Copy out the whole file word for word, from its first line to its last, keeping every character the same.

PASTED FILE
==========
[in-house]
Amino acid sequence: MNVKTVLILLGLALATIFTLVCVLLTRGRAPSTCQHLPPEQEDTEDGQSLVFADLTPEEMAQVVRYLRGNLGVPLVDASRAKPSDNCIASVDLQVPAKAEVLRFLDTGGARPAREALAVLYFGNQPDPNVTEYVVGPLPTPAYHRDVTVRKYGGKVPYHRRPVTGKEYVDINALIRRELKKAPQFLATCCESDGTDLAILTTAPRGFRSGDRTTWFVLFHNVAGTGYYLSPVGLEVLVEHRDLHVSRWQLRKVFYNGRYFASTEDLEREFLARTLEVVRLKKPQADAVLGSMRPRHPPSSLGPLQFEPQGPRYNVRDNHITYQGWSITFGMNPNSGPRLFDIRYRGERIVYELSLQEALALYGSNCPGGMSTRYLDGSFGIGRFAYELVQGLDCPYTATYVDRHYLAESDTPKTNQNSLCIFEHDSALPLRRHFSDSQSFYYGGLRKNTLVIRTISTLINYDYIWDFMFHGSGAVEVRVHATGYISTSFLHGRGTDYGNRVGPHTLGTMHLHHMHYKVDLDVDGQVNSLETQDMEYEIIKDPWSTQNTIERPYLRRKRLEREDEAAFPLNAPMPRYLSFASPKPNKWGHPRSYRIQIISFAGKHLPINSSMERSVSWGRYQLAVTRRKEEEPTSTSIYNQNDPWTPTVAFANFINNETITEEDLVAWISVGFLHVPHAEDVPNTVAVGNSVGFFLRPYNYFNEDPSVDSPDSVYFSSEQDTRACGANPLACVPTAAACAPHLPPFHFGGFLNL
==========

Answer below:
[in-house]
Amino acid sequence: MNVKTVLILLGLALATIFTLVCVLLTRGRAPSTCQHLPPEQEDTEDGQSLVFADLTPEEMAQVVRYLRGNLGVPLVDASRAKPSDNCIASVDLQVPAKAEVLRFLDTGGARPAREALAVLYFGNQPDPNVTEYVVGPLPTPAYHRDVTVRKYGGKVPYHRRPVTGKEYVDINALIRRELKKAPQFLATCCESDGTDLAILTTAPRGFRSGDRTTWFVLFHNVAGTGYYLSPVGLEVLVEHRDLHVSRWQLRKVFYNGRYFASTEDLEREFLARTLEVVRLKKPQADAVLGSMRPRHPPSSLGPLQFEPQGPRYNVRDNHITYQGWSITFGMNPNSGPRLFDIRYRGERIVYELSLQEALALYGSNCPGGMSTRYLDGSFGIGRFAYELVQGLDCPYTATYVDRHYLAESDTPKTNQNSLCIFEHDSALPLRRHFSDSQSFYYGGLRKNTLVIRTISTLINYDYIWDFMFHGSGAVEVRVHATGYISTSFLHGRGTDYGNRVGPHTLGTMHLHHMHYKVDLDVDGQVNSLETQDMEYEIIKDPWSTQNTIERPYLRRKRLEREDEAAFPLNAPMPRYLSFASPKPNKWGHPRSYRIQIISFAGKHLPINSSMERSVSWGRYQLAVTRRKEEEPTSTSIYNQNDPWTPTVAFANFINNETITEEDLVAWISVGFLHVPHAEDVPNTVAVGNSVGFFLRPYNYFNEDPSVDSPDSVYFSSEQDTRACGANPLACVPTAAACAPHLPPFHFGGFLNL